Today’s post is about a builder from the Coast’s early boom period when Gulfport was first established, and Biloxi’s hotel trade was really taking off. Christian Thompson was a younger brother of Builder/Architect O.E. Thompson. The elder Thompson is likely… Read More ›
Last week’s Name This Place contest was a big success, thanks to all who participated. A big round of digital applause is due for our latest “Mississippi Preservationist Extraordinaire” ed polk douglas and W. White’s stalwart efforts pulling together entries… Read More ›
Malvaney’s post at the end of March about the Historic American Engineering Record(HAER) drawings made me think about one of my favorite trivia questions. What is Mississippi’s one National Historic Engineering Landmark?
This post is a follow up to a post from a few weeks back that stimulated quite a bit of conversation about appreciation of architecture from the late 1960s and early 1970s that are now reaching the golden fifty-year mark that buildings can be considered for listing on the National Register. The buildings in today’s post are less than five years from reaching their fiftieth birthday.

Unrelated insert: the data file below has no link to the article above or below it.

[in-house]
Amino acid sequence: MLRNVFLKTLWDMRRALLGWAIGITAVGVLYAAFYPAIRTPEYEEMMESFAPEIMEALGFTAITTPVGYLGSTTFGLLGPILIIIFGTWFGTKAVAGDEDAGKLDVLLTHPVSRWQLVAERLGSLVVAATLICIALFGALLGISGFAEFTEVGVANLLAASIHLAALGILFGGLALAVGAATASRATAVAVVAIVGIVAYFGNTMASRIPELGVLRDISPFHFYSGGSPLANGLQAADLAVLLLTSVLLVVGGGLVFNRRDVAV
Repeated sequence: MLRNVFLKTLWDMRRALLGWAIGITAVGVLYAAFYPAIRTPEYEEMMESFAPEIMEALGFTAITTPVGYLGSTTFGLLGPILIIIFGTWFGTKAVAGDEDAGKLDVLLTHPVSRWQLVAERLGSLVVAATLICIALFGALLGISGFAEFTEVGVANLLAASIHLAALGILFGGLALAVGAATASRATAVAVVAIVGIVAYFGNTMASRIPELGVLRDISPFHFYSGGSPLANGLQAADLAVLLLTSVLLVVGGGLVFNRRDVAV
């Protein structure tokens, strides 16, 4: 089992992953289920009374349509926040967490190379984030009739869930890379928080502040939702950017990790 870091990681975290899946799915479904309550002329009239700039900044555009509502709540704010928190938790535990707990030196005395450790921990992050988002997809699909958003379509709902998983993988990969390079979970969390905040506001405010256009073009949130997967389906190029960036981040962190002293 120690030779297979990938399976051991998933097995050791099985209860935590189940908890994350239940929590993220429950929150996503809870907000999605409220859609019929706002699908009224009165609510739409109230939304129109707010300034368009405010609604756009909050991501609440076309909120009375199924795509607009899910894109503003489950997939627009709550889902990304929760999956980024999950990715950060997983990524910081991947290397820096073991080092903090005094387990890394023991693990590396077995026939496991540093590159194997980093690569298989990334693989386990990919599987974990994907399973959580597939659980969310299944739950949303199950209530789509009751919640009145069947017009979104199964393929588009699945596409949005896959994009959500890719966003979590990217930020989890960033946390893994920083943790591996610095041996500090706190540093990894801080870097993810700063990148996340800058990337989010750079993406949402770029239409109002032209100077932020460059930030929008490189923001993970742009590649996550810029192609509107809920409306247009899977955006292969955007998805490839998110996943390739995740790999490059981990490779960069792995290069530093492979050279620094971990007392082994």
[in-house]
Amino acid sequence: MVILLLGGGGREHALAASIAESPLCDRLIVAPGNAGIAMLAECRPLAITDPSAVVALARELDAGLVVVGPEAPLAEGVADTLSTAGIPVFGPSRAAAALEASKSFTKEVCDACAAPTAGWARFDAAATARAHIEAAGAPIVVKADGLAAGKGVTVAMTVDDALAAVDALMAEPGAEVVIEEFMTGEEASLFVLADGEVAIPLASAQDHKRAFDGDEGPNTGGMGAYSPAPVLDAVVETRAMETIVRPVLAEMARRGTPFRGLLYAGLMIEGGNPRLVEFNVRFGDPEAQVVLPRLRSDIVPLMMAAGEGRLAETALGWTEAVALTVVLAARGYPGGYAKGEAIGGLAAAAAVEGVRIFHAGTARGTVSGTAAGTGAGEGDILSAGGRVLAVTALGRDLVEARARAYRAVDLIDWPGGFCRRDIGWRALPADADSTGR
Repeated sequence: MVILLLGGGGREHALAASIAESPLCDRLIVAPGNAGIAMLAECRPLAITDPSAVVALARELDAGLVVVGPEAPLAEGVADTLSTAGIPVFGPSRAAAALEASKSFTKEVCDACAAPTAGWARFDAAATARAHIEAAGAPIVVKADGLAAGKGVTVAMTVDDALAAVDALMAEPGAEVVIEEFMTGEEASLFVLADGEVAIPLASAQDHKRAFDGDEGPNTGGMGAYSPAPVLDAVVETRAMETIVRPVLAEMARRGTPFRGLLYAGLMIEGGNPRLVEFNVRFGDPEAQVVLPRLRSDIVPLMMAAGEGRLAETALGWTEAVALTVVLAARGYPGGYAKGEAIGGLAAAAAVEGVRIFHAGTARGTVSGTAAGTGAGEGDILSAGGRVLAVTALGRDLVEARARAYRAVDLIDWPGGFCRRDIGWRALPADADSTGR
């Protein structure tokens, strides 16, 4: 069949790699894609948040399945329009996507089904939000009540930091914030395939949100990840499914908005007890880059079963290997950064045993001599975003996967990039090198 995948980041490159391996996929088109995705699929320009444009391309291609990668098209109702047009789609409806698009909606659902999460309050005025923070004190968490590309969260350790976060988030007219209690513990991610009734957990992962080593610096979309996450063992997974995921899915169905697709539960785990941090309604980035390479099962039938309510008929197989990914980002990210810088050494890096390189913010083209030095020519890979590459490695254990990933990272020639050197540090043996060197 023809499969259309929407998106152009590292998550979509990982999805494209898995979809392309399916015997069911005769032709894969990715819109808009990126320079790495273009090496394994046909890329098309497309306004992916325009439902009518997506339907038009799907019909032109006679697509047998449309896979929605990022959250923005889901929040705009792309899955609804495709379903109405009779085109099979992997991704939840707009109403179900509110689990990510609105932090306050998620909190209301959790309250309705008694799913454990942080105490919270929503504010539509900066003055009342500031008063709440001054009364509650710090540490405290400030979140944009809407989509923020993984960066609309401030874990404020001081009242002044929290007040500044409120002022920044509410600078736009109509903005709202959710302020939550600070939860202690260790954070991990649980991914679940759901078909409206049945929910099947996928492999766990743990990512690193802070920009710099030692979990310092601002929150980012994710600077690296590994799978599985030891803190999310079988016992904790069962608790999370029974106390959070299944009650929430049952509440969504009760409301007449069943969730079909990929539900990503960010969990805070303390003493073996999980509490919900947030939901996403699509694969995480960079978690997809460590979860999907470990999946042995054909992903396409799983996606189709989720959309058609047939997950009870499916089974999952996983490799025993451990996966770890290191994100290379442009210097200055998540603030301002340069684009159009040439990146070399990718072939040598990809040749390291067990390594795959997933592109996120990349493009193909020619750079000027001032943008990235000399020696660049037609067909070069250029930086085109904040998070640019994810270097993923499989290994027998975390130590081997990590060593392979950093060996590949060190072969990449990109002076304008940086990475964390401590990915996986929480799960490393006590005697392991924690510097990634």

No, you read that right–“HAER.” I didn’t misspell HABS. The Historic American Engineering Record is the younger brother to the Historic American Building Survey, focusing its attention on engineered structures. The program is administered by the same office as HABS… Read More ›
Lets jump right into this week’s roundup. Starting in Starkville, fourteen structures including three historic houses were demolished this week for an “a planned upscale, mixed-use development that will include retail shops and loft apartments” The article gives the developers… Read More ›
Remember the good ol’ days when we could take a week or two off from news roundups in the summer and not miss much? Those days are gone, my friend, and things have been hopping, and not in a good way, in the last couple of weeks.
After Suzassippi’s recent post about the New Deal Natchez-Vidalia Bridge and its toll plaza, I realized I had a postcard that would show the relationship better than we can see today with the new highway right-of-ways.
New England’s famous covered bridges took a beating from the inland flooding caused by Hurricane Irene. Read about it in the Burlington Free Press and the New York Times and watch video of one bridge that weathered the storm.